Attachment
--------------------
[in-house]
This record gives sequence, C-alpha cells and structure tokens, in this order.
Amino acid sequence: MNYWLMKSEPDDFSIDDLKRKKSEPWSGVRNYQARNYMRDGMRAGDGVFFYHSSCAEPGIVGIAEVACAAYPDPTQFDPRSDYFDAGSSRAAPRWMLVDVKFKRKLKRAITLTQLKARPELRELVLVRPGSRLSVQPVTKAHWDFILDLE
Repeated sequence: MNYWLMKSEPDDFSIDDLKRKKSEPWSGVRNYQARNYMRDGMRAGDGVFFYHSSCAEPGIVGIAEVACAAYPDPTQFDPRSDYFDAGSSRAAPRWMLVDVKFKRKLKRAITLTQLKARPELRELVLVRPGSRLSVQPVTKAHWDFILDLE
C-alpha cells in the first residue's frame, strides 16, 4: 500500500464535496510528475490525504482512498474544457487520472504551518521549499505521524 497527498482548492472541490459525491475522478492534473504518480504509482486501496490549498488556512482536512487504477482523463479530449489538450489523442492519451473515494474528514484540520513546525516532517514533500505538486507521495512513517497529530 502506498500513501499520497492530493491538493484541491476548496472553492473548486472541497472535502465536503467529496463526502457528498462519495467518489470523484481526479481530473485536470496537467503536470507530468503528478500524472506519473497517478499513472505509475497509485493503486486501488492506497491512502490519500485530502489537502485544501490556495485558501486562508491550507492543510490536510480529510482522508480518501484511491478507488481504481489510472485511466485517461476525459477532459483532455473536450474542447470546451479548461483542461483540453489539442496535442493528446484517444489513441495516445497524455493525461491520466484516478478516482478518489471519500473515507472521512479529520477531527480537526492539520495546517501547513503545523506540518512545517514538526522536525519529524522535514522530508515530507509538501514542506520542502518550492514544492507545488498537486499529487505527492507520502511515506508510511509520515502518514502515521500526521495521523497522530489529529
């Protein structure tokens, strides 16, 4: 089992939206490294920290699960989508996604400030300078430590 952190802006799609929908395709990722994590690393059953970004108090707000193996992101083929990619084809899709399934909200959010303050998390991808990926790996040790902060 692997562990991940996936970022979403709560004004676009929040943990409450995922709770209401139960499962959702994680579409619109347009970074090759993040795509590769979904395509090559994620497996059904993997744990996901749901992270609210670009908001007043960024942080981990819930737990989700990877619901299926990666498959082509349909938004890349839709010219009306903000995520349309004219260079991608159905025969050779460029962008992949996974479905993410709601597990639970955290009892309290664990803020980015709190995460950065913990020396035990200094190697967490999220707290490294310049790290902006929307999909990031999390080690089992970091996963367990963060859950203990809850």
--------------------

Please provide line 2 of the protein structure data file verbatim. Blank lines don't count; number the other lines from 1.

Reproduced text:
This record gives sequence, C-alpha cells and structure tokens, in this order.